Where the sidewalk expands

Our cities and communities have been designed to give most of the space to cars and not to pedestrians.

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Morgan Folger
Director, Clean Car Communities

Author: Morgan Folger

Director, Clean Car Communities

(203) 343-1736

Started on staff: 2016
B.A. and B.S., magna cum laude and Phi Beta Kappa, University of Maryland - College Park

Morgan directs Environment America's campaign to ensure all new cars and trucks are electric by 2035. Morgan helped run the campaign that kept Maryland from leaving the Regional Greenhouse Gas Initiative. Originally from Weston, Connecticut, Morgan now lives in Philadelphia and enjoys reading on the beach and getting outside any chance she gets.

In the spirit of avoiding crowded parks during the coronavirus (COVID-19) self-quarantine, I’ve been walking on roads in my suburban community of Ardmore, 10 miles northwest of Philadelphia. There’s plenty of green, luscious trees and a small creek that babbles along next to my usual route. I even discovered a bird sanctuary just a mile away from my apartment. 

With less traffic while people follow stay-at-home orders, it’s felt a little safer to walk on a road without sidewalks. A car only passes me every 10 minutes or so. Driving has decreased almost 80% in the Philly area in the last couple of months. 

The trickiest safety endeavor on my walk is keeping an appropriate distance from my neighbors. When I pass someone else, one of us needs to skirt around the other and walk into the road to make sure we maintain our proper social distance.

Our cities and communities have been designed to give most of the space to cars and not to pedestrians. Most sidewalks are way less than six feet across. In my case, sidewalks are nonexistent when I cross the main road outside my apartment and venture into the more residential area of town. As my community starts to ease some restrictions on work and social interactions, more traffic will make my walking routes unsafe.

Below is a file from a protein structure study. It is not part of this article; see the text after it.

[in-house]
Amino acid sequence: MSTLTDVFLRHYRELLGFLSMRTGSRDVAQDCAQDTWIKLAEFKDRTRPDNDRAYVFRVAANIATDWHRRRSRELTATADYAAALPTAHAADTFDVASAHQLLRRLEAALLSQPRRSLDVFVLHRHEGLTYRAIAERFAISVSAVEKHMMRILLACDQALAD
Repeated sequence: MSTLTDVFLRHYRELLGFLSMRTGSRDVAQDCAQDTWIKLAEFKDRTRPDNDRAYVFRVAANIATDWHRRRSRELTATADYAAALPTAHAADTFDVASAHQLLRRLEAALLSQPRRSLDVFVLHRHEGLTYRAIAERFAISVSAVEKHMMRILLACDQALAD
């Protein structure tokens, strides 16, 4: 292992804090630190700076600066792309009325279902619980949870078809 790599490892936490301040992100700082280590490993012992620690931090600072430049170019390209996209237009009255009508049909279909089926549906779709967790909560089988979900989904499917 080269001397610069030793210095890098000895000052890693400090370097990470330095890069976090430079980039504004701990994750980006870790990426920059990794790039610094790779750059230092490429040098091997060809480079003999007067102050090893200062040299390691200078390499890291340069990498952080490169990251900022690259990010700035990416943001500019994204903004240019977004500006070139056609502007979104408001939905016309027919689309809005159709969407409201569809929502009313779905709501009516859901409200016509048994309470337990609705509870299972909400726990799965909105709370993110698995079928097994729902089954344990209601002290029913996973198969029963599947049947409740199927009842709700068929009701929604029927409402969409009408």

I’d like to see my city prioritize street space for people rather than 2-ton vehicles. In Philadelphia, MLK Drive is usually closed to traffic on Sundays from April through October. Mayor Jim Kenney has now closed the road indefinitely to allow Philadelphians to safely social distance while enjoying outdoor recreation. 

Cities across the country are temporarily closing streets to vehicular traffic, but it would be even better to accommodate pedestrians and bicyclists on those roads for the long-term. Citizens are happier, healthier, and safer when streets work better for people traveling by foot and bike. Exercise, fresh air, and sunshine are great for the immune system -- as well as mental health, a key concern in these stressful times.

Encouraging more walking and biking can also help reduce global warming pollution. Barring  cars from streets reduces pollution from the traffic that would have clogged roadways. It also allows more people to choose to walk or bike, picking low-carbon options over driving a polluting car. 

Going on a daily walk -- while still being able to be six feet from other pedestrians -- is keeping me sane. It is freeing to walk on the double yellow line down the middle of the street like I’m in a parade. And a hush has fallen over the concrete without the aggressive honking of commuters and rideshare drivers sitting in traffic. Car-free streets are positive for communities now, and turning our roads into massive sidewalks could benefit us long after this crisis. 

Morgan Folger
Director, Clean Car Communities

Author: Morgan Folger

Director, Clean Car Communities

(203) 343-1736

Started on staff: 2016
B.A. and B.S., magna cum laude and Phi Beta Kappa, University of Maryland - College Park

Morgan directs Environment America's campaign to ensure all new cars and trucks are electric by 2035. Morgan helped run the campaign that kept Maryland from leaving the Regional Greenhouse Gas Initiative. Originally from Weston, Connecticut, Morgan now lives in Philadelphia and enjoys reading on the beach and getting outside any chance she gets.